There is an awful lot of military hardware on the move in the region. The U.S. and some allies (including some Canadian non-combat aircraft) continue to operate in and around Syrian airspace, conducting missions against the Islamic State. The Russian Air Force is also active in Syria, assisting the Assad regime in its war with the various and disparate forces arrayed against it, some of whom are as hostile to us as they are to Assad.

In the aftermath of the U.S. strike, the Russians will likely try to reassure their ally by sending more planes, ships and troops, and by keeping those already there busier. That ramps up the risk of an accidental escalation – the so-called “bumping” of forces.

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This is especially true because, in protest of the U.S. strike, the Russians have cut the hotline that had been established between Russian and allied military commanders in the region, which existed exactly to avoid such accidents. One can understand Moscow’s desire to send a message while worrying that they’ve chosen a lousy time to make it even harder for local commanders to talk to each other and prevent a navigational error or stressed-out pilot from kicking off a skirmish (or worse) that neither side wants.

The good news, to the extent there is any, is that such an incident would likely be brief and contained to the region. But with all the troops, planes and ships in the area, on alert and armed to the teeth, even a brief exchange of fire could do a lot of damage.

READ MORE: Canada fully supports Donald Trump’s Syria missile strike as ‘limited and focused action’

The next step up the escalation ladder is probably the worst-case scenario that we’re actually at real risk of seeing. It would see Russia, perhaps in concert with Iran, deciding to retaliate, but in a careful, controlled way. The Russians have no more interest in kicking off a world war than Washington does, and indeed probably have less. Despite Moscow’s belligerence and chest-thumping, NATO still has it badly outgunned (at least in global terms – you wouldn’t want to live in the Baltic states the day Russia and NATO went to war, even if that war stayed conventional). But that doesn’t mean that Russia can’t find all sorts of ways to make life hard for the U.S., in hopes of deterring any future U.S. meddling in Syrian affairs.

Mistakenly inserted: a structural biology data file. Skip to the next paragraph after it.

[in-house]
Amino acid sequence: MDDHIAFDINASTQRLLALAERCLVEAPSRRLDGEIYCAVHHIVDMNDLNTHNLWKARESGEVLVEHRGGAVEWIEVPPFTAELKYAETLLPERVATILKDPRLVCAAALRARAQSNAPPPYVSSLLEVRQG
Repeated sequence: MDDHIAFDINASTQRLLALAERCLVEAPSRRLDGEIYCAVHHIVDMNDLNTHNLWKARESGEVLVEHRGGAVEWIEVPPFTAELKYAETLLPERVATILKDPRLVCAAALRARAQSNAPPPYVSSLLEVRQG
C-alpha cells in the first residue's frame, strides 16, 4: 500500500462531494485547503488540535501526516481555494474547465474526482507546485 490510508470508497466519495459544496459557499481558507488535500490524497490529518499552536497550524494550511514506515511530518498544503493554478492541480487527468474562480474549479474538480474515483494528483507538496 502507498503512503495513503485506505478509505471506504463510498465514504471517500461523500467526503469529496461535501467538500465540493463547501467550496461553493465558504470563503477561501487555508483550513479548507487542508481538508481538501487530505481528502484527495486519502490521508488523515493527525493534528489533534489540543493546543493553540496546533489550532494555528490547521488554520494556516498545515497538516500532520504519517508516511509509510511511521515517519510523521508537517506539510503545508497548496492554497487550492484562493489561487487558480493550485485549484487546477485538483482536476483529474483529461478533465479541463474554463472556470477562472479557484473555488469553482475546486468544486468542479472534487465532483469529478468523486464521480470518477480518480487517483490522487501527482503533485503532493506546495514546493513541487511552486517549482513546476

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But that doesn’t mean that Russia can’t find all sorts of ways to make life hard for the U.S., in hopes of deterring any future U.S. meddling in Syrian affairs.

Consider, for instance, a Russian response that doesn’t ramp up tensions in Syria, where all sides would probably benefit from a cooling off. Instead, though, Russia could dramatically ramp up the pressure on NATO’s eastern flank. It wouldn’t need to invade or attack our Baltic state allies there to make their lives and by extension ours, much less pleasant.

Iran, with Russia’s blessing and sanction, could dramatically step up its activities in the Persian Gulf, disrupting the vital flow of oil out of that region. Either Iran or Russia could ramp up support to the various terror proxies that vex the U.S. and its allies in the Middle East – Hezbollah being a prime example. And there’s always the cyber option: banks and public utilities could begin to experience weird glitches and outages all across the West. None might ever be linked back to Moscow officially, but the people who need to know would have no doubt where the problems originated from.
Personally, I find the first option most likely, the second somewhat likely, and the third a remote possibility. I think it’s in everyone’s best interests to not take an already unstable geopolitical situation and deliberately make it much worse, at least outside of Syria itself, and hope the leaders in Washington and Moscow share that view.

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But the Middle East is a complicated place. Accidents have a way of happening there. One can support Thursday’s bombing of Syria, as I do, while still recognizing the danger it poses to global peace. All we can really do now is continue to pressure our leaders to take our national and collective defence seriously and hope for the best.

Matt Gurney is host of The Morning Show on Toronto’s Talk Radio AM640 and a columnist for Global News.